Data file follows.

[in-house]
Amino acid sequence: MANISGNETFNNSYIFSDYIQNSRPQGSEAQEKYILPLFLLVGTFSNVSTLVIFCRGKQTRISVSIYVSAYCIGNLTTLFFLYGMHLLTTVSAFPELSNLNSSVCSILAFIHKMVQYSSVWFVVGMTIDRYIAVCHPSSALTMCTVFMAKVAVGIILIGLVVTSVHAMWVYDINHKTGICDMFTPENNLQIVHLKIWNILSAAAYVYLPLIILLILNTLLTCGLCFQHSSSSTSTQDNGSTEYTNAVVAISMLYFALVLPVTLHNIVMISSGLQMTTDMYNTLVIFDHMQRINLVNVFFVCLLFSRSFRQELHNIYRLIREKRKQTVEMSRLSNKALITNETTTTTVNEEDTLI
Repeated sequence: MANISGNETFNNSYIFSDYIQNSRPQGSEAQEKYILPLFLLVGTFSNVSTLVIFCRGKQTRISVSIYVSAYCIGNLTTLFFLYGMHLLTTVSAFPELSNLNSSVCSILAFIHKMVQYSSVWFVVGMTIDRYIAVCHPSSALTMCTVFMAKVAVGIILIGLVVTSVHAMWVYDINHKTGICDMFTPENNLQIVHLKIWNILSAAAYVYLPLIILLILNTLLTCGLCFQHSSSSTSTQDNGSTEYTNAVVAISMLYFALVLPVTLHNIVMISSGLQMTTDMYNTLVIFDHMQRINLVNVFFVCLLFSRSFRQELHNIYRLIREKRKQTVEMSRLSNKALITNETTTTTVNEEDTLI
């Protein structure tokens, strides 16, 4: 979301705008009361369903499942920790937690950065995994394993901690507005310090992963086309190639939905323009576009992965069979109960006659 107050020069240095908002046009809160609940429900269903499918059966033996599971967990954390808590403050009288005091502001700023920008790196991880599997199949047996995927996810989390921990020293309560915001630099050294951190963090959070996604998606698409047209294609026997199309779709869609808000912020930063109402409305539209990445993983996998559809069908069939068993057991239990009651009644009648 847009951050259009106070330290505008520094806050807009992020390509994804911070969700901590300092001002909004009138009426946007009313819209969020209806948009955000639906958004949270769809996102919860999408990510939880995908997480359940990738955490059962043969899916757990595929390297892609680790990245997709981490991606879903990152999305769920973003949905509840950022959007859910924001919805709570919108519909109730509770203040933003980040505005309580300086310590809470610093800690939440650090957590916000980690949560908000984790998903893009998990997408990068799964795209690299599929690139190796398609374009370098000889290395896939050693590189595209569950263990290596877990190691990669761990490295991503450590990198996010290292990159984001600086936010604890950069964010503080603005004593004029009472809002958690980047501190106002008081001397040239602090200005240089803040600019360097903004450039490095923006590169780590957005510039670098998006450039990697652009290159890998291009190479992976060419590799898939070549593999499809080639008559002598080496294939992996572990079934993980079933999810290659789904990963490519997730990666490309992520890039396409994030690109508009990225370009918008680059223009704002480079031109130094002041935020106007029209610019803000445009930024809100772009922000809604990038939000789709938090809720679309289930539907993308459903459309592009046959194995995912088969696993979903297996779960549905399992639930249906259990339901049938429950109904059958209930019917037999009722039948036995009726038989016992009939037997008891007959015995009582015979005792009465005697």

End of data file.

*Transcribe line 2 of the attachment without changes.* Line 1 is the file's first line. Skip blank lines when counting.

Amino acid sequence: MANISGNETFNNSYIFSDYIQNSRPQGSEAQEKYILPLFLLVGTFSNVSTLVIFCRGKQTRISVSIYVSAYCIGNLTTLFFLYGMHLLTTVSAFPELSNLNSSVCSILAFIHKMVQYSSVWFVVGMTIDRYIAVCHPSSALTMCTVFMAKVAVGIILIGLVVTSVHAMWVYDINHKTGICDMFTPENNLQIVHLKIWNILSAAAYVYLPLIILLILNTLLTCGLCFQHSSSSTSTQDNGSTEYTNAVVAISMLYFALVLPVTLHNIVMISSGLQMTTDMYNTLVIFDHMQRINLVNVFFVCLLFSRSFRQELHNIYRLIREKRKQTVEMSRLSNKALITNETTTTTVNEEDTLI